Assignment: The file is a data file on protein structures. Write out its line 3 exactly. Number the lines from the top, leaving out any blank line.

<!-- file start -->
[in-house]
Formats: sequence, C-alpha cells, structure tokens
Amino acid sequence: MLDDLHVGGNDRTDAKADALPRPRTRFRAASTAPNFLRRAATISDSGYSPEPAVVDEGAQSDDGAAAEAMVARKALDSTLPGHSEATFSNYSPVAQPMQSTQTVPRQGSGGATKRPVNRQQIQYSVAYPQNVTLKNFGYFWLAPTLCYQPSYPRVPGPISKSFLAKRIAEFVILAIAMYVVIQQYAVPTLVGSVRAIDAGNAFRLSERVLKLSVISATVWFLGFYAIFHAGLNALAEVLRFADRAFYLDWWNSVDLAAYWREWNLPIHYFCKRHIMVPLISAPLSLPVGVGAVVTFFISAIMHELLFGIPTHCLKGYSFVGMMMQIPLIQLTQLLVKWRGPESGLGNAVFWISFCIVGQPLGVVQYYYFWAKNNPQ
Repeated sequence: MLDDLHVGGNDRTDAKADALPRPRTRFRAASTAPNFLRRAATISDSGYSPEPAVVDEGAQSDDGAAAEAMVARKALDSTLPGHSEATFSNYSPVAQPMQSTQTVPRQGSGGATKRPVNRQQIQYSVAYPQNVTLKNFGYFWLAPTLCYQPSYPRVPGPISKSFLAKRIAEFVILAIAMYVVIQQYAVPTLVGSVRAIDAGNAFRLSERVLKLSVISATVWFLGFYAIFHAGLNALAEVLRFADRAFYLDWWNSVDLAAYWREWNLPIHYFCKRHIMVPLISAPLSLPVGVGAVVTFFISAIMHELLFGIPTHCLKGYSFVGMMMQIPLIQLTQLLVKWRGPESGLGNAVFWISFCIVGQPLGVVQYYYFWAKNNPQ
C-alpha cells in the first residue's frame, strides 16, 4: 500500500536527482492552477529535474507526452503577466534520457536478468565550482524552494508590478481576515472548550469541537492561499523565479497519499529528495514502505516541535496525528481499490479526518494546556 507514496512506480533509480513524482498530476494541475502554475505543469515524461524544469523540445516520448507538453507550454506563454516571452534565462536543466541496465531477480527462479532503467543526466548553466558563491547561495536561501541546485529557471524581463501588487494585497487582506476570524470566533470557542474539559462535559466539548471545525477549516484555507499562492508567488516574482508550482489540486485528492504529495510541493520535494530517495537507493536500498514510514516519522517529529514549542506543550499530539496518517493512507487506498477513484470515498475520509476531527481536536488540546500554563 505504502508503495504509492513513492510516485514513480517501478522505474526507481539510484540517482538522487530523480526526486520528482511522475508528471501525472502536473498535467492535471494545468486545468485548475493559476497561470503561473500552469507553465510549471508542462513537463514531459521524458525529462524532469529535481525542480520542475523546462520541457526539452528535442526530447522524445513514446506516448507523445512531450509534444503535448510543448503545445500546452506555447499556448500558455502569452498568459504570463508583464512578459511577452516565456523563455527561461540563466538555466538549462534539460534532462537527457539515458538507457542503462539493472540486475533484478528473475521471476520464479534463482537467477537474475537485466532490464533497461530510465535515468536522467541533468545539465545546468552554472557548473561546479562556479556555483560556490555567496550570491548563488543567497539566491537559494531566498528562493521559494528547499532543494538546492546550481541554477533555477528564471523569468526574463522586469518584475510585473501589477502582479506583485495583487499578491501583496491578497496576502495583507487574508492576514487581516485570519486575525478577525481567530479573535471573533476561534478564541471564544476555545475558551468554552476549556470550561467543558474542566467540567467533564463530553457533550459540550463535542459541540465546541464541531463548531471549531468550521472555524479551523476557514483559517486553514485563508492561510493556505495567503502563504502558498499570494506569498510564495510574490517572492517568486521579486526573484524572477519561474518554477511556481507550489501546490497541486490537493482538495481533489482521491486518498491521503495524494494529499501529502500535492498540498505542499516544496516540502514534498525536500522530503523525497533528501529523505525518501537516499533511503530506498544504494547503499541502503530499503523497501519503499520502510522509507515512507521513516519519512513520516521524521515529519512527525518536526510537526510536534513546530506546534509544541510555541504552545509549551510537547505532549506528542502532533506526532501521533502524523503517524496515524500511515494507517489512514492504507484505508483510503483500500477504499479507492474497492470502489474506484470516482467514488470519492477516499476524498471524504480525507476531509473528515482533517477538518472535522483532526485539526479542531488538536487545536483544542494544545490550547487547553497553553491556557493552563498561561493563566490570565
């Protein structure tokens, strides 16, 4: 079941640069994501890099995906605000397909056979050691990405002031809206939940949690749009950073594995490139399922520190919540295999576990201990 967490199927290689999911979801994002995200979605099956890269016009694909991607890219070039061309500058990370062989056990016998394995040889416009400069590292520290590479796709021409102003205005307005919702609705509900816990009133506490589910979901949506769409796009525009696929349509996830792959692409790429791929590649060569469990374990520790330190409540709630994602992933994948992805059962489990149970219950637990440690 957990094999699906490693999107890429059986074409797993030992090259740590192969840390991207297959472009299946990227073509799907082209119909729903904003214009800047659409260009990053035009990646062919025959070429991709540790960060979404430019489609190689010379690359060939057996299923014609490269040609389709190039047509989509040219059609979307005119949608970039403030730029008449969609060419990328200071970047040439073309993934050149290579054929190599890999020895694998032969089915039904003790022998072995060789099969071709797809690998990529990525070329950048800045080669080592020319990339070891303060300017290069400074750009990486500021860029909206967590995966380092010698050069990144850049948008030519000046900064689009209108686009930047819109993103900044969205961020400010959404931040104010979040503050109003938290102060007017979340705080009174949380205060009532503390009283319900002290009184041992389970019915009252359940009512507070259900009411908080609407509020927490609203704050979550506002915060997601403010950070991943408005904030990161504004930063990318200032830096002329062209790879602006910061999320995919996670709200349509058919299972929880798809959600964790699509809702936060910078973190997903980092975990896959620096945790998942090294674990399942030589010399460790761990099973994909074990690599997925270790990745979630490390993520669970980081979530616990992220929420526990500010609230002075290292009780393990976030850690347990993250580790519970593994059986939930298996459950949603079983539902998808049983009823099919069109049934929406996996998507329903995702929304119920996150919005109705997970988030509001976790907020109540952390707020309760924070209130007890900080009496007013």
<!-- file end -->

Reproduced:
Amino acid sequence: MLDDLHVGGNDRTDAKADALPRPRTRFRAASTAPNFLRRAATISDSGYSPEPAVVDEGAQSDDGAAAEAMVARKALDSTLPGHSEATFSNYSPVAQPMQSTQTVPRQGSGGATKRPVNRQQIQYSVAYPQNVTLKNFGYFWLAPTLCYQPSYPRVPGPISKSFLAKRIAEFVILAIAMYVVIQQYAVPTLVGSVRAIDAGNAFRLSERVLKLSVISATVWFLGFYAIFHAGLNALAEVLRFADRAFYLDWWNSVDLAAYWREWNLPIHYFCKRHIMVPLISAPLSLPVGVGAVVTFFISAIMHELLFGIPTHCLKGYSFVGMMMQIPLIQLTQLLVKWRGPESGLGNAVFWISFCIVGQPLGVVQYYYFWAKNNPQ